Sabine C. L. van Steenbergen

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Autologous T cells genetically modified to express a chimeric antibody receptor (CAR) against carboxy-anhydrase-IX (CAIX) were administered to 12 patients with CAIX-expressing metastatic renal cell carcinoma (RCC). Patients were treated in three cohorts with a maximum of 10 infusions of a total of 0.2 to 2.1 × 10(9) CAR T cells. CTC grade 2-4 liver enzyme(More)
Adoptive therapy with TCR gene-engineered T cells provides an attractive and feasible treatment option for cancer patients. Further development of TCR gene therapy requires the implementation of T-cell target epitopes that prevent "on-target" reactivity towards healthy tissues and at the same time direct a clinically effective response towards tumor(More)
BACKGROUND For our clinical immunogene therapy study for the treatment of renal cell carcinoma (RCC) patients, we had developed a protocol for gene transduction and expansion of human T cells in compliance with good manufacturing practice (GMP) criteria. Critical to our successful clinical-scale transductions of patient T cells was the use of Retronectin in(More)
BACKGROUND AIMS The generation of gene-modified T cells for clinical adoptive T-cell therapy is challenged by the potential instability and concomitant high financial costs of critical T-cell activation and transduction components. As part of a clinical trial to treat patients with metastatic renal cell cancer with autologous T cells engineered with a(More)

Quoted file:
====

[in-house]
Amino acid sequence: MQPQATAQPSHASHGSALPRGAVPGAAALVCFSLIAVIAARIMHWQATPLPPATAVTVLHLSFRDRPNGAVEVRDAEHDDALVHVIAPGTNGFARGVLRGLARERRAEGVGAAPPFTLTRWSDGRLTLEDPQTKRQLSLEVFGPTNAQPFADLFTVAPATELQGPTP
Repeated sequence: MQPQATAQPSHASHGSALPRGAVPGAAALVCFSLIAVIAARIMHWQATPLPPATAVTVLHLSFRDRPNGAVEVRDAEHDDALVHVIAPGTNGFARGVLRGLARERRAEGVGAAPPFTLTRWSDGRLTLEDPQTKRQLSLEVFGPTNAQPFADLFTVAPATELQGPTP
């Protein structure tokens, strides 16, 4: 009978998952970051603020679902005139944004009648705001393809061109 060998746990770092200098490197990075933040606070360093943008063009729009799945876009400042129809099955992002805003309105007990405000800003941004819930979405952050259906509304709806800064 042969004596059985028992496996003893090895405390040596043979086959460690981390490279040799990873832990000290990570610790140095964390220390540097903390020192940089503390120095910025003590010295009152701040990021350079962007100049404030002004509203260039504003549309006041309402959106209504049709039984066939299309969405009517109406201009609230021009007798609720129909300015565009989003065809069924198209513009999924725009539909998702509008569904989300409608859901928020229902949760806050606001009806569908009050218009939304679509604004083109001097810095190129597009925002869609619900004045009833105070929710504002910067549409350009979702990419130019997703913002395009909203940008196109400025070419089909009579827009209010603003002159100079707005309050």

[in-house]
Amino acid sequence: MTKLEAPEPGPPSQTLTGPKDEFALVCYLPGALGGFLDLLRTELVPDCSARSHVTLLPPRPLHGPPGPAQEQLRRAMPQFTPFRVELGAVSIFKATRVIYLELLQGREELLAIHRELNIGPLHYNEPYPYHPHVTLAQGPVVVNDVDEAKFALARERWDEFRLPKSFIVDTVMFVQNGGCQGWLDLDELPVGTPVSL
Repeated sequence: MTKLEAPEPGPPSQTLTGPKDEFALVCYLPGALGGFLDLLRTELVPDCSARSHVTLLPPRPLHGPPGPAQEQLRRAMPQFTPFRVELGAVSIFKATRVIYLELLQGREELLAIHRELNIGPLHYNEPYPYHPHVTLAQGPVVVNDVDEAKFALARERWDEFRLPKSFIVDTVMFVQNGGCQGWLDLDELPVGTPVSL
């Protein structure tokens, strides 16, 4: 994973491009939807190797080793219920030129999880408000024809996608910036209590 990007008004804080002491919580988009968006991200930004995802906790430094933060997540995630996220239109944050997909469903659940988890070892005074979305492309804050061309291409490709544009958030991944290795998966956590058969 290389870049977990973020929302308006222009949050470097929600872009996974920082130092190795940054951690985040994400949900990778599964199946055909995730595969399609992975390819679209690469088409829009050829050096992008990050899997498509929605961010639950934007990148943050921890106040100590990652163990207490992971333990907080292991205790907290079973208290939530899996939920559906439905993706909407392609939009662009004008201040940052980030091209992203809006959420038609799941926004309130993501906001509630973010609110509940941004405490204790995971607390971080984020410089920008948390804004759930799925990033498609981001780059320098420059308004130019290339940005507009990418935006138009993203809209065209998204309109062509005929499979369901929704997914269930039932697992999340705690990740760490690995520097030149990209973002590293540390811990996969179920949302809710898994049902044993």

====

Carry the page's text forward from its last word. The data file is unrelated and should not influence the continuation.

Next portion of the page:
Autologous T cells were genetically modified to express a chimeric antigen receptor (CAR) directed toward carboxy-anhydrase-IX (CAIX) and used to treat patients with CAIX-positive metastatic renal cell carcinoma. In this study, we questioned whether the T cell maturation stage in the pre-infusion product affected CAIX CAR expression and function in vitro as(More)
Autologous T-cells genetically modified to express a chimeric antigen receptor (CAR) against carboxy-anhydrase-IX (CAIX) were administered to twelve patients with CAIX-positive metastatic renal cell carcinoma. Here, we questioned whether plasma cytokine levels following treatment or in vitro cytokine production from the T-cell infusion products could serve(More)
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